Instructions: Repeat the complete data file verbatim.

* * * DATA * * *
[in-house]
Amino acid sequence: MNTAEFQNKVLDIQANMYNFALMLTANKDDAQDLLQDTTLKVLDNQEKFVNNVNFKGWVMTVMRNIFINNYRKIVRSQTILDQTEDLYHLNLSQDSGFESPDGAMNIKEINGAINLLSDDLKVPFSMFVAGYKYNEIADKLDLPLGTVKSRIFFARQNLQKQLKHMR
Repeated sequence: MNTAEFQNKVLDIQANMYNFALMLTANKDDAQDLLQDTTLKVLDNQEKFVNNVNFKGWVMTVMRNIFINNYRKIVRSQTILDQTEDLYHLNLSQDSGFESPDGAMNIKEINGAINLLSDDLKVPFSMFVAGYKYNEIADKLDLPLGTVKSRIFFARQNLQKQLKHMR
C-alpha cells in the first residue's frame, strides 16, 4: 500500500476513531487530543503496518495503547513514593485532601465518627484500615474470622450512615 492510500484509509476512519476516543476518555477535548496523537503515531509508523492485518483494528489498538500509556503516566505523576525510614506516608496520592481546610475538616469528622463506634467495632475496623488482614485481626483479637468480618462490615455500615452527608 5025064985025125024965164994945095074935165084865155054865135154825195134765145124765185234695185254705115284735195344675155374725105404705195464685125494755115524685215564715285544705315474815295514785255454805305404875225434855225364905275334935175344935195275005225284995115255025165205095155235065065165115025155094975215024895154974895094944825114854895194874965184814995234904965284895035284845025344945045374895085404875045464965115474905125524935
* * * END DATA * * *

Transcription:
[in-house]
Amino acid sequence: MNTAEFQNKVLDIQANMYNFALMLTANKDDAQDLLQDTTLKVLDNQEKFVNNVNFKGWVMTVMRNIFINNYRKIVRSQTILDQTEDLYHLNLSQDSGFESPDGAMNIKEINGAINLLSDDLKVPFSMFVAGYKYNEIADKLDLPLGTVKSRIFFARQNLQKQLKHMR
Repeated sequence: MNTAEFQNKVLDIQANMYNFALMLTANKDDAQDLLQDTTLKVLDNQEKFVNNVNFKGWVMTVMRNIFINNYRKIVRSQTILDQTEDLYHLNLSQDSGFESPDGAMNIKEINGAINLLSDDLKVPFSMFVAGYKYNEIADKLDLPLGTVKSRIFFARQNLQKQLKHMR
C-alpha cells in the first residue's frame, strides 16, 4: 500500500476513531487530543503496518495503547513514593485532601465518627484500615474470622450512615 492510500484509509476512519476516543476518555477535548496523537503515531509508523492485518483494528489498538500509556503516566505523576525510614506516608496520592481546610475538616469528622463506634467495632475496623488482614485481626483479637468480618462490615455500615452527608 5025064985025125024965164994945095074935165084865155054865135154825195134765145124765185234695185254705115284735195344675155374725105404705195464685125494755115524685215564715285544705315474815295514785255454805305404875225434855225364905275334935175344935195275005225284995115255025165205095155235065065165115025155094975215024895154974895094944825114854895194874965184814995234904965284895035284845025344945045374895085404875045464965115474905125524935